YouTube is trying to reduce the spread of toxic videos on the platform by limiting how often they appear in users' recommendations. The company announced the shift in a blog post on Friday, writing that it would begin cracking down on so-called "borderline content" that comes close to violating its community standards without quite crossing the line.
"We’ll begin reducing recommendations of borderline content and content that could misinform users in harmful ways—such as videos promoting a phony miracle cure for a serious illness, claiming the earth is flat, or making blatantly false claims about historic events like 9/11," the company wrote. These are just a few examples of the broad array of videos that might be targeted by the new policy. According to the post, the shift should affect less than one percent of all videos on the platform.
Social media companies have come under heavy criticism for their role in the spread of misinformation and extremism online, rewarding such content—and the engagement it gets—by pushing it to more users. In November, Facebook announced plans to reduce the visibility of sensational and provocative posts in News Feed, regardless of whether they explicitly violate the company's policies. A YouTube spokesperson told WIRED the company has been working on its latest policy shift for about a year, saying it has nothing to do with the similar change at Facebook. The spokesperson stressed that Friday's announcement is still in its earliest stages, and the company may not catch all of the borderline content immediately.
The WIRED Guide to Conspiracy Theories
Over the last year, YouTube has spent substantial resources on trying to clean up its platform. It’s invested in news organizations and committed to promoting only “authoritative” news outlets on its homepage during breaking news events. It’s partnered with companies like Wikipedia to fact check common conspiracy theories, and it’s even spent millions of dollars sponsoring video creators who promote social good.
The problem is, YouTube’s recommendation algorithm has been trained over the years to give users more of what it thinks they want. So if a user happens to watch a lot of far-right conspiracy theories, the algorithm is likely to lead them down a dark path to even more of them. Last year, Jonathan Albright, director of research at Columbia University's Tow Center for Digital Journalism, documented how a search for “crisis actors” after the Parkland, Florida shooting led him to a network of 9,000 conspiracy videos. A recent Buzzfeed story showed how even innocuous videos often lead to recommendations of increasingly extreme content.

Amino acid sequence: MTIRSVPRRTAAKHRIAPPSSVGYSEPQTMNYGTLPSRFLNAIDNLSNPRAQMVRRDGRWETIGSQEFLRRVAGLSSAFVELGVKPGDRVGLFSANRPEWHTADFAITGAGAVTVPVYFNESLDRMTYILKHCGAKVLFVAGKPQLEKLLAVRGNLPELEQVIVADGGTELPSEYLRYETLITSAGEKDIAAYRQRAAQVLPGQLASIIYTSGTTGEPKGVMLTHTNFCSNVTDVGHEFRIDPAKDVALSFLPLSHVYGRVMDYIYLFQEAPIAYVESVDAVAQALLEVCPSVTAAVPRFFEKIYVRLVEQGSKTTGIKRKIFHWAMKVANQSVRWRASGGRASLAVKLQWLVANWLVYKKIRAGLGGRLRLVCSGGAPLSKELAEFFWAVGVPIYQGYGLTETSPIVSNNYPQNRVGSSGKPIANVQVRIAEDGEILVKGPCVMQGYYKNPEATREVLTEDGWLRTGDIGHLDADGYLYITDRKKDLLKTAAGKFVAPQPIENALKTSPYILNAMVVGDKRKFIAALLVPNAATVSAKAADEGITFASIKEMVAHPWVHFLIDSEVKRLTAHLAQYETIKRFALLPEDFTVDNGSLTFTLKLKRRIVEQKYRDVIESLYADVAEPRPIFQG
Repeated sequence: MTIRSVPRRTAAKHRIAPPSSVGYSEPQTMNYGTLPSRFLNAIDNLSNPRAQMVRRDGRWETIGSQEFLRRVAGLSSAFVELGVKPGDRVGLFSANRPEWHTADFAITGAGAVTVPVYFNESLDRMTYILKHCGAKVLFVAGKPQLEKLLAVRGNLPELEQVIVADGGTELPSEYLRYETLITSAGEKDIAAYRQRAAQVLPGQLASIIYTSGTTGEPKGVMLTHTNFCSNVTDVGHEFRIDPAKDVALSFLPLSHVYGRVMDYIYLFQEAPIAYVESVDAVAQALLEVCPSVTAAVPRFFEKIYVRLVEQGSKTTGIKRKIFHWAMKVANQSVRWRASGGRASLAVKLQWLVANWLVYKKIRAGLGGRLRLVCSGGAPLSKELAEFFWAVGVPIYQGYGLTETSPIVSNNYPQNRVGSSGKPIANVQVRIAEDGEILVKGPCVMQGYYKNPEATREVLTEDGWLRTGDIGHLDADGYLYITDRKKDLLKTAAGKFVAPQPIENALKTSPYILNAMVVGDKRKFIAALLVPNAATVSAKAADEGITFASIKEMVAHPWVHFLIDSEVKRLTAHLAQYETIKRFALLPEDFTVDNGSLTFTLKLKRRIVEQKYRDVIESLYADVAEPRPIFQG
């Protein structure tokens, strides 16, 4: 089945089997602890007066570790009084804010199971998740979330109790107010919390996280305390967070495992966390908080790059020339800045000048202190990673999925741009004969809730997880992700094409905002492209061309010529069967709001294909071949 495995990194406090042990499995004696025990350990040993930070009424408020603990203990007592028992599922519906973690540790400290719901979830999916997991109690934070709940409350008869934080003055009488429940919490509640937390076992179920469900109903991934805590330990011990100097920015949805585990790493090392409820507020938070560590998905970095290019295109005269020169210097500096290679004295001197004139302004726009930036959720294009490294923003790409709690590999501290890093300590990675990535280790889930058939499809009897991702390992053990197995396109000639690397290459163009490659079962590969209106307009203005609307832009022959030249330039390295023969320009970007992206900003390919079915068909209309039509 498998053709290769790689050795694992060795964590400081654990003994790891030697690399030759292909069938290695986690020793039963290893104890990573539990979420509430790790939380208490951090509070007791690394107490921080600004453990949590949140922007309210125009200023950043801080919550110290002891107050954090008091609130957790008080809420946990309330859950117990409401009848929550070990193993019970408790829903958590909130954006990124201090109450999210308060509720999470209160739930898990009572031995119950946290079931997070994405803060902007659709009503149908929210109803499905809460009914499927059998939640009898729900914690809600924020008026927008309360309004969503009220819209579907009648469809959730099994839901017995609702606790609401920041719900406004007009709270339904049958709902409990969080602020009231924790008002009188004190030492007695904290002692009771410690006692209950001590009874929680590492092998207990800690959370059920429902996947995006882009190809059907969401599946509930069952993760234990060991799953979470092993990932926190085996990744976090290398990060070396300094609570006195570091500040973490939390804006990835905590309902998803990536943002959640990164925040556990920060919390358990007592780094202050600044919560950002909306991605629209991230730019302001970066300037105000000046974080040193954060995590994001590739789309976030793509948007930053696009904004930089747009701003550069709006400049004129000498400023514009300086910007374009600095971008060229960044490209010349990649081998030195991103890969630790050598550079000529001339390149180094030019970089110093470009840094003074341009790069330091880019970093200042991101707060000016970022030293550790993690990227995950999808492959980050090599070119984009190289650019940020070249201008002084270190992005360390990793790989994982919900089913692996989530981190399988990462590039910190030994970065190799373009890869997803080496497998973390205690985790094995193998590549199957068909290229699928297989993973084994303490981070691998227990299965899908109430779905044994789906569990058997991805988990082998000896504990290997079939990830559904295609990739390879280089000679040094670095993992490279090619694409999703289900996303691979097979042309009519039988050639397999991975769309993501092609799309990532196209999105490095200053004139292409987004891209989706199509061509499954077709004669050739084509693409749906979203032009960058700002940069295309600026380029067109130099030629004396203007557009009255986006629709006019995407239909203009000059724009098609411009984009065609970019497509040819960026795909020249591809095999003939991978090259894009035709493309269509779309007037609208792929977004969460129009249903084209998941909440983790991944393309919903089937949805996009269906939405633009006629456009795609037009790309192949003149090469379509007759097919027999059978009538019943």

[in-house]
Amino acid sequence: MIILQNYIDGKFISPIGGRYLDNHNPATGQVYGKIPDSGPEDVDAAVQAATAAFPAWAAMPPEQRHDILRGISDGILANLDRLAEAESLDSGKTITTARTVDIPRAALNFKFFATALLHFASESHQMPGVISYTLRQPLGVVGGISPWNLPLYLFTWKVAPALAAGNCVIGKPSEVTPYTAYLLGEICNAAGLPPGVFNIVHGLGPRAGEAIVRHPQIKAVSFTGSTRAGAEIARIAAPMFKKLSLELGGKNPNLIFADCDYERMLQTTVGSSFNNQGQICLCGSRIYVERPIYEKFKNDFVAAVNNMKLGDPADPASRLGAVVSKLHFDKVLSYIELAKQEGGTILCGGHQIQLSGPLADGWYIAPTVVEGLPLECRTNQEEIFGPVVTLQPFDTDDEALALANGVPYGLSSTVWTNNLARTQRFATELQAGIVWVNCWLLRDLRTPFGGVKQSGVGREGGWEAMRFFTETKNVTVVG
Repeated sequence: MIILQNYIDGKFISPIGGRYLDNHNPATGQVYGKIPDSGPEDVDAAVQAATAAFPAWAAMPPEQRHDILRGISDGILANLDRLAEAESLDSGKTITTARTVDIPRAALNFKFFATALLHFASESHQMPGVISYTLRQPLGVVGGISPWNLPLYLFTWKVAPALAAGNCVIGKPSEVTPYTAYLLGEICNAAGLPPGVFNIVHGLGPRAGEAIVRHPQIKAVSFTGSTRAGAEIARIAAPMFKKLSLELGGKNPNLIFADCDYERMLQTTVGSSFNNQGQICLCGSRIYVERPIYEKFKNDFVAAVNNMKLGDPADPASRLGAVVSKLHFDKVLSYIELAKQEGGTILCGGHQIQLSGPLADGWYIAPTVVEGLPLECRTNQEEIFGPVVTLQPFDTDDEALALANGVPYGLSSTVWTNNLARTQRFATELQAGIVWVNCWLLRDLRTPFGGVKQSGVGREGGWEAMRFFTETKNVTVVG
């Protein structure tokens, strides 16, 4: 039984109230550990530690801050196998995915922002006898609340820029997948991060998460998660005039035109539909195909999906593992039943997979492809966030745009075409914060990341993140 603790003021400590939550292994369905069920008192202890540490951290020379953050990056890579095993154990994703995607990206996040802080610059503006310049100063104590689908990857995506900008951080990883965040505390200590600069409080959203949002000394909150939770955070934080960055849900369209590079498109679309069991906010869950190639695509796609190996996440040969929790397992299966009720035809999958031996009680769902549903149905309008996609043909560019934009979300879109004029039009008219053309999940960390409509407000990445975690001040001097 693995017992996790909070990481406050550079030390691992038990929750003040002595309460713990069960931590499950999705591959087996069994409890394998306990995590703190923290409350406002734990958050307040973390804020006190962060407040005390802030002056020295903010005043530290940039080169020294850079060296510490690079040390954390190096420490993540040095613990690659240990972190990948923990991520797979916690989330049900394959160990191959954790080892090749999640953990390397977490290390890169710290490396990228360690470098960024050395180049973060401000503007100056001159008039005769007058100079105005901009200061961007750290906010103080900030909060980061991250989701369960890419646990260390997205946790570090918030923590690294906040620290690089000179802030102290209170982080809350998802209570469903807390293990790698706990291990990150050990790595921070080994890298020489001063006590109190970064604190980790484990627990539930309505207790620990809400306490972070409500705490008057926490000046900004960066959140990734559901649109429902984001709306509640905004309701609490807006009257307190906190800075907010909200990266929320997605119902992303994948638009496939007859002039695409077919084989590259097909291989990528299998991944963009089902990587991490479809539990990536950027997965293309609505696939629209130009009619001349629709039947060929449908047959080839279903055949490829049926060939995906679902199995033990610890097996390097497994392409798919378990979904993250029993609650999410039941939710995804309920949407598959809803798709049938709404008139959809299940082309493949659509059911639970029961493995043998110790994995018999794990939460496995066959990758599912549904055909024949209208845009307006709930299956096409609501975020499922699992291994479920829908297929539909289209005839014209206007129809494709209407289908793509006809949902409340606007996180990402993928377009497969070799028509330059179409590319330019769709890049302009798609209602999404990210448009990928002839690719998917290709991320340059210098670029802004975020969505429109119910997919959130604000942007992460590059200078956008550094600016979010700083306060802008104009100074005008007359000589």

With this shift, YouTube is hoping to throw people off that trail by removing problematic content from recommendations. But implementing such a policy is easier said than done. The YouTube spokesperson says it will require human video raters around the world to answer a serious of questions about videos they watch to determine whether they qualify as borderline content. Their answers will be used to train YouTube’s algorithms to detect such content in the future. YouTube's sister company, Google, uses similar processes to assess the relevance of search.
It’s unclear what signals both the human raters and the machines will analyze to determine what videos constitute borderline content. The spokesperson, who asked not to be named declined, to share additional details, except to say that the system will look at more than just the language in a given video’s title and description.
For as much as these changes stand to improve platforms like Facebook and YouTube, instituting them will no doubt invite new waves of public criticism. People are already quick to claim that tech giants are corrupted by partisan bias and are practicing viewpoint censorship. And that’s in an environment where both YouTube and Facebook have published their community guidelines for all to see. They’ve drawn bright lines about what is and isn’t acceptable behavior on their platforms and have still been accused of fickle enforcement. Now, both companies are, in a way, blurring those lines, penalizing content that hasn’t yet crossed it.
YouTube will not take these videos off the site altogether, and they'll still be available in search results. The shift also wouldn't stop, say, a September 11th truther from subscribing to a channel that only spreads conspiracies. "We think this change strikes a balance between maintaining a platform for free speech and living up to our responsibility to users," the blog post read.
In other words, YouTube, like Facebook before it, is trying to appease both sides of the censorship debate. It's guaranteeing people the right to post their videos—it's just not guaranteeing them an audience.
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Its problems reflect and contribute to our culture like a big, scandalous, Tide Pod-and-condom-slurping ouroboros.So it’s fitting that YouTube’s most persistent bugaboos this year have been America’s: out-of-control celebrities and our cultural addiction to them, racism and conspiracy theories, and policies that disproportionately impact vulnerable groups like the LGBTQ community.But as much as 2018 was a year beset by scandal and frenzied backpedaling, it was also a year in which YouTube started trying in earnest to reckon with its own problems.